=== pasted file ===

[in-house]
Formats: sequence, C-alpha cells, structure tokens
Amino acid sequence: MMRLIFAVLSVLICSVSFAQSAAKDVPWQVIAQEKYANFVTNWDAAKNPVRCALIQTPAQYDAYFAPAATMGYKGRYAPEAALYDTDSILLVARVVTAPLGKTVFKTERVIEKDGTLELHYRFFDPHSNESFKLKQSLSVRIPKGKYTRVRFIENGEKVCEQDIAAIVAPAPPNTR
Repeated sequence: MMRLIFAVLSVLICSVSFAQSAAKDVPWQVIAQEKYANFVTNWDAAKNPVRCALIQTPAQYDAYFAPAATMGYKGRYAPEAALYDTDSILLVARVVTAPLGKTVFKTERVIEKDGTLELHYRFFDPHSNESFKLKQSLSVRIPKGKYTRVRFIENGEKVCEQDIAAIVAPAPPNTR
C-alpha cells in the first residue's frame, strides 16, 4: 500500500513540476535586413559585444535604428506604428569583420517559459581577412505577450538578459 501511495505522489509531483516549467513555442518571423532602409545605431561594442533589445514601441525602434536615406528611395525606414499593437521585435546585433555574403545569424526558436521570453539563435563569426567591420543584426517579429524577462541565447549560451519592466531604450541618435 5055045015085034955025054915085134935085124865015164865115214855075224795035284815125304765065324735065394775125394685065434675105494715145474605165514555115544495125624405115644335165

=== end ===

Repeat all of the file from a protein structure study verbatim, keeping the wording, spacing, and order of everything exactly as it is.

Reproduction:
[in-house]
Formats: sequence, C-alpha cells, structure tokens
Amino acid sequence: MMRLIFAVLSVLICSVSFAQSAAKDVPWQVIAQEKYANFVTNWDAAKNPVRCALIQTPAQYDAYFAPAATMGYKGRYAPEAALYDTDSILLVARVVTAPLGKTVFKTERVIEKDGTLELHYRFFDPHSNESFKLKQSLSVRIPKGKYTRVRFIENGEKVCEQDIAAIVAPAPPNTR
Repeated sequence: MMRLIFAVLSVLICSVSFAQSAAKDVPWQVIAQEKYANFVTNWDAAKNPVRCALIQTPAQYDAYFAPAATMGYKGRYAPEAALYDTDSILLVARVVTAPLGKTVFKTERVIEKDGTLELHYRFFDPHSNESFKLKQSLSVRIPKGKYTRVRFIENGEKVCEQDIAAIVAPAPPNTR
C-alpha cells in the first residue's frame, strides 16, 4: 500500500513540476535586413559585444535604428506604428569583420517559459581577412505577450538578459 501511495505522489509531483516549467513555442518571423532602409545605431561594442533589445514601441525602434536615406528611395525606414499593437521585435546585433555574403545569424526558436521570453539563435563569426567591420543584426517579429524577462541565447549560451519592466531604450541618435 5055045015085034955025054915085134935085124865015164865115214855075224795035284815125304765065324735065394775125394685065434675105494715145474605165514555115544495125624405115644335165